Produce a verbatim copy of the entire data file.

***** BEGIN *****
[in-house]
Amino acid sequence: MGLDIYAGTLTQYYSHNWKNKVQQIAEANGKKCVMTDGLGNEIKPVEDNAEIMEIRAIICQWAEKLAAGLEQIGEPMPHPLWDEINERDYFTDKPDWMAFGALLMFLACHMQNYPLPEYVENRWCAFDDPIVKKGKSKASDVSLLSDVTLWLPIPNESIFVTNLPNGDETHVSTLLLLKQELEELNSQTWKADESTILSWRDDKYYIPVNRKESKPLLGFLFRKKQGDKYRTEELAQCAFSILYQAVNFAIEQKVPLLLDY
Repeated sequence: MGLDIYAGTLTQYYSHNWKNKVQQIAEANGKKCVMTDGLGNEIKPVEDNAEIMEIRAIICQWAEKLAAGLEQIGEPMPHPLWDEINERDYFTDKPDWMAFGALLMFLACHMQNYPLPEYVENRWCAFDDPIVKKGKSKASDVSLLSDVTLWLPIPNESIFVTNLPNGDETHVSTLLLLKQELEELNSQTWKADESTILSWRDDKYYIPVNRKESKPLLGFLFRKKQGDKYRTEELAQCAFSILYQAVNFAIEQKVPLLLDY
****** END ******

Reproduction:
[in-house]
Amino acid sequence: MGLDIYAGTLTQYYSHNWKNKVQQIAEANGKKCVMTDGLGNEIKPVEDNAEIMEIRAIICQWAEKLAAGLEQIGEPMPHPLWDEINERDYFTDKPDWMAFGALLMFLACHMQNYPLPEYVENRWCAFDDPIVKKGKSKASDVSLLSDVTLWLPIPNESIFVTNLPNGDETHVSTLLLLKQELEELNSQTWKADESTILSWRDDKYYIPVNRKESKPLLGFLFRKKQGDKYRTEELAQCAFSILYQAVNFAIEQKVPLLLDY
Repeated sequence: MGLDIYAGTLTQYYSHNWKNKVQQIAEANGKKCVMTDGLGNEIKPVEDNAEIMEIRAIICQWAEKLAAGLEQIGEPMPHPLWDEINERDYFTDKPDWMAFGALLMFLACHMQNYPLPEYVENRWCAFDDPIVKKGKSKASDVSLLSDVTLWLPIPNESIFVTNLPNGDETHVSTLLLLKQELEELNSQTWKADESTILSWRDDKYYIPVNRKESKPLLGFLFRKKQGDKYRTEELAQCAFSILYQAVNFAIEQKVPLLLDY